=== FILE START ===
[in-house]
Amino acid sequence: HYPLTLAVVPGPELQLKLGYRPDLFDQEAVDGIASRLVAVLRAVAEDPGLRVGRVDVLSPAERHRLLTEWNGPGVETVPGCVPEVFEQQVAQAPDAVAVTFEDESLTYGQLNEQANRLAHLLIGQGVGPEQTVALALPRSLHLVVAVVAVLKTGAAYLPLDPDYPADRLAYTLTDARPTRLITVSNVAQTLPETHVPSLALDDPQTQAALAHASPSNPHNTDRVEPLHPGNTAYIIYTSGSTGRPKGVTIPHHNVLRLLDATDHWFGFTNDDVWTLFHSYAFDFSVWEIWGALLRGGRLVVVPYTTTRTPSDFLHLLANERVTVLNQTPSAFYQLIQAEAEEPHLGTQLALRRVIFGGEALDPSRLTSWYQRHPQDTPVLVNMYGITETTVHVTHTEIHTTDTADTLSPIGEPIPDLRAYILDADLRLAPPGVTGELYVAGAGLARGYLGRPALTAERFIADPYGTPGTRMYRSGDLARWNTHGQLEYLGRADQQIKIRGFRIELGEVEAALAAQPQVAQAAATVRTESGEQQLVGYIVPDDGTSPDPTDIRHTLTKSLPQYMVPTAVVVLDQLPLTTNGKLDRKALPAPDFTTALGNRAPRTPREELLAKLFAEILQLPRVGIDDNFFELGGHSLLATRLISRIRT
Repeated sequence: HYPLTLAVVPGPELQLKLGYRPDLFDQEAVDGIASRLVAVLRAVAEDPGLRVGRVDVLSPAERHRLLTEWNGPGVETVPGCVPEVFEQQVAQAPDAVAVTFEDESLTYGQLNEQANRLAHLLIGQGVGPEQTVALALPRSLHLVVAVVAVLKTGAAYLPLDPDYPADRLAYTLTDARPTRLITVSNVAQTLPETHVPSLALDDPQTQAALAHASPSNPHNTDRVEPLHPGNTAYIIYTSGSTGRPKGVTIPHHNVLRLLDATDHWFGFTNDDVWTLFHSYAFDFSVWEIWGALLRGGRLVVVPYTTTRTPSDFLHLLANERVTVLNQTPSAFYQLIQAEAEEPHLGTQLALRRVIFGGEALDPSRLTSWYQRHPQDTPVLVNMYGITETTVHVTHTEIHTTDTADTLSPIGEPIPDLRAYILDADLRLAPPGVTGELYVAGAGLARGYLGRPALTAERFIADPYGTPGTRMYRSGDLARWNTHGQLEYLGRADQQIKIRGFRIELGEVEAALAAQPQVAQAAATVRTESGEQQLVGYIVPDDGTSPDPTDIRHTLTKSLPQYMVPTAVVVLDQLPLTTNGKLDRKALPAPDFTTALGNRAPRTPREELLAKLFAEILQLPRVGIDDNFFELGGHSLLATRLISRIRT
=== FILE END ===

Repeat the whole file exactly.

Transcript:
[in-house]
Amino acid sequence: HYPLTLAVVPGPELQLKLGYRPDLFDQEAVDGIASRLVAVLRAVAEDPGLRVGRVDVLSPAERHRLLTEWNGPGVETVPGCVPEVFEQQVAQAPDAVAVTFEDESLTYGQLNEQANRLAHLLIGQGVGPEQTVALALPRSLHLVVAVVAVLKTGAAYLPLDPDYPADRLAYTLTDARPTRLITVSNVAQTLPETHVPSLALDDPQTQAALAHASPSNPHNTDRVEPLHPGNTAYIIYTSGSTGRPKGVTIPHHNVLRLLDATDHWFGFTNDDVWTLFHSYAFDFSVWEIWGALLRGGRLVVVPYTTTRTPSDFLHLLANERVTVLNQTPSAFYQLIQAEAEEPHLGTQLALRRVIFGGEALDPSRLTSWYQRHPQDTPVLVNMYGITETTVHVTHTEIHTTDTADTLSPIGEPIPDLRAYILDADLRLAPPGVTGELYVAGAGLARGYLGRPALTAERFIADPYGTPGTRMYRSGDLARWNTHGQLEYLGRADQQIKIRGFRIELGEVEAALAAQPQVAQAAATVRTESGEQQLVGYIVPDDGTSPDPTDIRHTLTKSLPQYMVPTAVVVLDQLPLTTNGKLDRKALPAPDFTTALGNRAPRTPREELLAKLFAEILQLPRVGIDDNFFELGGHSLLATRLISRIRT
Repeated sequence: HYPLTLAVVPGPELQLKLGYRPDLFDQEAVDGIASRLVAVLRAVAEDPGLRVGRVDVLSPAERHRLLTEWNGPGVETVPGCVPEVFEQQVAQAPDAVAVTFEDESLTYGQLNEQANRLAHLLIGQGVGPEQTVALALPRSLHLVVAVVAVLKTGAAYLPLDPDYPADRLAYTLTDARPTRLITVSNVAQTLPETHVPSLALDDPQTQAALAHASPSNPHNTDRVEPLHPGNTAYIIYTSGSTGRPKGVTIPHHNVLRLLDATDHWFGFTNDDVWTLFHSYAFDFSVWEIWGALLRGGRLVVVPYTTTRTPSDFLHLLANERVTVLNQTPSAFYQLIQAEAEEPHLGTQLALRRVIFGGEALDPSRLTSWYQRHPQDTPVLVNMYGITETTVHVTHTEIHTTDTADTLSPIGEPIPDLRAYILDADLRLAPPGVTGELYVAGAGLARGYLGRPALTAERFIADPYGTPGTRMYRSGDLARWNTHGQLEYLGRADQQIKIRGFRIELGEVEAALAAQPQVAQAAATVRTESGEQQLVGYIVPDDGTSPDPTDIRHTLTKSLPQYMVPTAVVVLDQLPLTTNGKLDRKALPAPDFTTALGNRAPRTPREELLAKLFAEILQLPRVGIDDNFFELGGHSLLATRLISRIRT